DRAGON'S LAIR / SPACE ACE PCB SOUND VOLUME CONTROL
Written by Shaun Wood - 13 September 2002
While playing Dragon's Lair or Space Ace, the joystick and button input is accompanied by sound effects generated by a sound
chip on the main PCB. The volume of these sounds is fixed. Most of these games are now located in private homes, and
the sound level may be much louder than necessary. This document will show you step-by-step instructions to add a control to
the main board to adjust the volume of the sound effects. Upon completion, you will be able to adjust the volume in a range
from zero to 150% of normal (200% with optional resistor).
PARTS AND TOOLS NEEDED
THEORY OF OPERATION
- 1K Potentiometer
- 3.3K resistor (optional)
- Soldering Iron
- Vacuum de-soldering tool (recommended)
- Two-pin in-line connector (optional - method 2)
U19 is a General Instruments AY-3-8910 sound chip. Its three independent analog
channels are tied together on pins 3, 4, and 38. This output signal is then controlled by a small network of resistors and
capacitors (schematic page 2, grids B3 and B4). R3 provides impedance matching. C17 bleeds away any high frequency
noise. C18 is a DC blocking capacitor. Resistors R20 and R21 form a voltage divider circuit providing the fixed volume
setting. The AC signal across R21 is passed through C18 to the right amplifier U29.
It is the ratio of R21 to the total resistance which determines the volume level.
In the factory setting:
Signal out = Signal in * R21 / ( R21 + R20 ) = Signal in * 510/ (510 + 5100)
Signal out = Signal in * .091
A little more than 9% of the original signal is amplified.
To make the volume adjustable, we need to replace R21 with a 1K variable resistor. With this VR adjusted to zero ohms, the
signal out is zero. With the VR set at 1000 ohms:
Signal out = Signal in * VR / ( VR + R20 ) = Signal in * 1000/ (1000 + 5100)
Signal out = Signal in * .164
A little more than 16% of the original signal will be amplified.
Option: If your primary interest is to increase the volume of the sound effects, then you can also replace R20 with a 3.3K
resistor. Along with the VR, you will achieve a maximum output signal of 23%.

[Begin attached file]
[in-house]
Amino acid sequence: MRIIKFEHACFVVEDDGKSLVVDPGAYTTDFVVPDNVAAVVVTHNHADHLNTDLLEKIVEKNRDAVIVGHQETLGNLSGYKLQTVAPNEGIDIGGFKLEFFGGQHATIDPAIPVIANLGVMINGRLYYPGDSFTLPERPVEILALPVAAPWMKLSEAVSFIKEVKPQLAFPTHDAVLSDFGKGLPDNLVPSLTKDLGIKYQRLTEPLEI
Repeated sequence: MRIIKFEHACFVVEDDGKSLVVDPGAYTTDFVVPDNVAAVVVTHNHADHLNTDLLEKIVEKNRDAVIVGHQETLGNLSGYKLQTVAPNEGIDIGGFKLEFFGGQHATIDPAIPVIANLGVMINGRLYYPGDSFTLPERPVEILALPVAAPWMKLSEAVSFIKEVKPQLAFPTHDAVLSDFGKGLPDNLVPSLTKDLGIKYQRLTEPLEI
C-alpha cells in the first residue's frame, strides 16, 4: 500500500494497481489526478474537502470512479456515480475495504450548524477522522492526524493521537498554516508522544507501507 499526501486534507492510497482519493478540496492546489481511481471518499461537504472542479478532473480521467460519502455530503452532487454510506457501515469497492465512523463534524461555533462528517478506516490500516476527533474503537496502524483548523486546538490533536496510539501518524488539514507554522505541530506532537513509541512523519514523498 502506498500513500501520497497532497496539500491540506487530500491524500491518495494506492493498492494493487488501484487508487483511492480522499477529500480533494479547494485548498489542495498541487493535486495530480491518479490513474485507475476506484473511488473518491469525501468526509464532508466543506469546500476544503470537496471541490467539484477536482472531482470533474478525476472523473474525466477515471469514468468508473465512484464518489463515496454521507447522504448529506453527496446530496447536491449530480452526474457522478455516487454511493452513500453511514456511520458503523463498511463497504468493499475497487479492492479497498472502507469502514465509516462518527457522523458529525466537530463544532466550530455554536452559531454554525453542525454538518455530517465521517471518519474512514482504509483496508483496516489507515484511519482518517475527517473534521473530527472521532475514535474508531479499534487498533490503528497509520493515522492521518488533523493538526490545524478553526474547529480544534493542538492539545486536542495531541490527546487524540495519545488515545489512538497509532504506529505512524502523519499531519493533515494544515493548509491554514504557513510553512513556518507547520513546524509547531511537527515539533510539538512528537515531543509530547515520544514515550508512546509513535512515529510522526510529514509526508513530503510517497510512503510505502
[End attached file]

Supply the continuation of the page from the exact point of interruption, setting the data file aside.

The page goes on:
Method 1 - Mounted on the board:
(Click on the pictures for a larger view.)
For this method, your potentiometer should be a board-mount miniature type with the middle (adjustable) lead forward from the other two.
Method 2 - Full size potentiometer to be mounted with the other volume controls:
- Desolder and remove resistor R21.
- Fill the hole nearer to the middle of the board with solder to close it.
- Use a vacuum de-soldering tool to remove any remaining solder and open the hole nearer the edge of the board.
- Align the middle lead of the potentiometer over the open hole, and with a felt tip marker, mark the points on the fringe of the circuit board for the other two leads.
- Verify that the marked points are over the unused edge of the board and not over any circuit tracings.
- Use a 1/16" bit to drill the holes.
- Insert the potentiometer, and solder the middle lead.
- Solder a wire from ground to one of the side leads.
- Solder a small wire from the middle lead to the remaining side lead.
- Set the pot to the mid-point and reassemble your board.
WARNING: If the two-pin connector is disconnected during boot-up, 100% of the sound signal will be supplied to the audio amplifier.
- Desolder and remove resistor R21.
- Using lightweight speaker wire (or equivalent), solder two wires into the holes from R21.
- Solder the other ends of the two wires to the two outside leads on the potentiometer.
- Solder a small jumper wire from one of the side leads to the middle lead.
- Option - Install a two-pin in-line connector a few inches from the board. This will allow for easy removal of the board while leaving the volume control in place.
- Reassemble the circuit board.
- On the volume-control mounting bracket, drill the appropriate sized hole and mount your potentiometer.
You are responsible for all work you decide to do on your game. Neither I nor the Dragon's Lair Project are responsible if you damage your
equipment. Follow this guide at your own risk.
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